In our current study with large sample size (n = 724) after adjusting for maternal age, BMI and birth weight, our data shows that the length of labour/delivery (cervical dilation from 3 cm until birth) was significantly shorter in primiparous pregnant women with the support of both a family member and hospital professional staff support, compared to primiparous pregnant women with routine maternal care (1.5 h versus 3.05 h). A study with small sample size (n = 50) led by Kashanian showed that there was a shorter duration of first and second stage of labour, but not third stage of labour, in women with continuous or one to one support . Another study led by Khresheh showed that there was a shorter duration in the whole labour period for women with continuous or one to one support but it did not reach statistical significance , potentially due to the smaller sample size (n = 107). In addition, the variation in the different studies could be due to the definition of the supportive companion being a female relative without medical or nurse experience in Khresheh’s study, while in Kashanian’s study, the supportive companion was a professional midwife. In our current study with 362 participants, the supportive companions included both family member(s) and a professional midwife. There may be a difference between the support from a professional staff such as midwife and the support from a family member or a friend during labour . Studies suggested that women with a partner present during labour were less likely to fear childbirth  and women with a partner present during labour had increase their satisfaction with the experience [8, 13]. In addition, a recent study also suggested that women preferred someone with whom they were familiar and comfortable . However, our hospital guideline in continuous support during labour indicates that professional staff must be with pregnant women throughout labour and delivery. Therefore in our current study we were not able to analyse the difference in the outcomes of labour between women who received the support from professional staff and women who only received the support from a family member(s). However, whether there is a difference in the outcomes of labour made by the different supportive companions needs to be further investigated in future. In our current study we monitored the length of birth from 3 cm of cervical dilation until birth, which suggests our study covered both the first and second stages of labour and our study supports Khresheh’s study.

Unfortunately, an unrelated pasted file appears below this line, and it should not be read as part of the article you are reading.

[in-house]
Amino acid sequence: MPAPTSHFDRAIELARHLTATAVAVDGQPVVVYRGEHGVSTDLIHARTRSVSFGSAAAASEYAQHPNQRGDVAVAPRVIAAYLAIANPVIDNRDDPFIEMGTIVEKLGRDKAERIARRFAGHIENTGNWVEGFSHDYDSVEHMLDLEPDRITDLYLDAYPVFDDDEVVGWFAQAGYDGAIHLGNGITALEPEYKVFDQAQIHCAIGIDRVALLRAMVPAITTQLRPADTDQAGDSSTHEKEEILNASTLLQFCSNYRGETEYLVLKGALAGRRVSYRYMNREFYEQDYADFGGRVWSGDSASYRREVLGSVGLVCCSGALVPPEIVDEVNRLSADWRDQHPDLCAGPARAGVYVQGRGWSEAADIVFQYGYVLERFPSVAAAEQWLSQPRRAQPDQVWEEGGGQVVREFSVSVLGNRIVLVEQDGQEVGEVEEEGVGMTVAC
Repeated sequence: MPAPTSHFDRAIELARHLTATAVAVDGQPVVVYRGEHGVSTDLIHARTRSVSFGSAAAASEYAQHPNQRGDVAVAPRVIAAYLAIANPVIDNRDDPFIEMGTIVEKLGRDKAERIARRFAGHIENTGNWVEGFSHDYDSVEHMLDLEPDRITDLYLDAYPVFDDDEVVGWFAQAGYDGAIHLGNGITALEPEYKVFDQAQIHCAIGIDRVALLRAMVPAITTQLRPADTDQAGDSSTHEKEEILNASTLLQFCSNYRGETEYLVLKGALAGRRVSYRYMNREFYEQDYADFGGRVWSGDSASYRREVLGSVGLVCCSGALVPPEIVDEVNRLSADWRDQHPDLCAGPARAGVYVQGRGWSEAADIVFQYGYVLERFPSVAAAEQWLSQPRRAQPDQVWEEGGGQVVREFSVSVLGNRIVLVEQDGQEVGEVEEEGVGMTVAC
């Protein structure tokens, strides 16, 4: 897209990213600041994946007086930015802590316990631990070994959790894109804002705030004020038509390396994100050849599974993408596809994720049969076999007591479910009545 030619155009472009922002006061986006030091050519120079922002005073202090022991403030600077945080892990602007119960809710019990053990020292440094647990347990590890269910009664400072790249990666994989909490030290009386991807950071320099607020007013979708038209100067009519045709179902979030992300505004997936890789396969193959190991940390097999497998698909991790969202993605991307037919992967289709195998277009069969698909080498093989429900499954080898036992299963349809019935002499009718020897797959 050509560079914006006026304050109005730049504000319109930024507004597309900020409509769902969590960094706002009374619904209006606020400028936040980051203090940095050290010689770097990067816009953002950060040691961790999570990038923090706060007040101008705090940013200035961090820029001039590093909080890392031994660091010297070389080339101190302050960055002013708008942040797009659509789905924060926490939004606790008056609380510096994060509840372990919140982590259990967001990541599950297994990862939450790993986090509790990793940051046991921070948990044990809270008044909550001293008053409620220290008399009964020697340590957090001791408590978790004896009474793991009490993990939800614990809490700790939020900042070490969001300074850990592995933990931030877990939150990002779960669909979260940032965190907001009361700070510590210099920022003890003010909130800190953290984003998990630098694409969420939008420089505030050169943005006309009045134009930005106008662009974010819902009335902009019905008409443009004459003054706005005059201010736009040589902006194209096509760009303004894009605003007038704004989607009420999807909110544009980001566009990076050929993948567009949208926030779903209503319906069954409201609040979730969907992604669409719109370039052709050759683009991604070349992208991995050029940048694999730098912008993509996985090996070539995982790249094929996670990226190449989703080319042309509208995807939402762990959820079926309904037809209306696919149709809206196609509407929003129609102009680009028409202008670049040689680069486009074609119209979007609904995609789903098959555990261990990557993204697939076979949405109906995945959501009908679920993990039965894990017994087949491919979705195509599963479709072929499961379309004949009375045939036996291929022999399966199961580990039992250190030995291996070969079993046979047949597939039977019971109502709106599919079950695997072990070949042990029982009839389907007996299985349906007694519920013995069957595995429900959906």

Although in our current study we found that there was a highly significant association between birth-weight and the length of labour, as well as the association between age and the length of labour, there was no difference in the birth-weight and age between two groups. Pregnant women with continuous or one to one support are likely to have less stress or fear or anxiety during labour, consequently these women are likely less to use oxytocin . In Kashanian’s study, the proportion of women using oxytocin was higher in pregnant women without continuous or one to one support . However, in our current study, our data showed that the number of pregnant women who used pain relief or use of oxytocin during labour and delivery was not different between women with continuous or one to one support and pregnant women with routine hospital care. This could be because there is currently an education program on the labour/delivery process in our hospital which could reduce the fear or anxiety of primiparous pregnant women. Taken together, our data further suggests that continuous or one to one support may be a main reason for reducing labour time.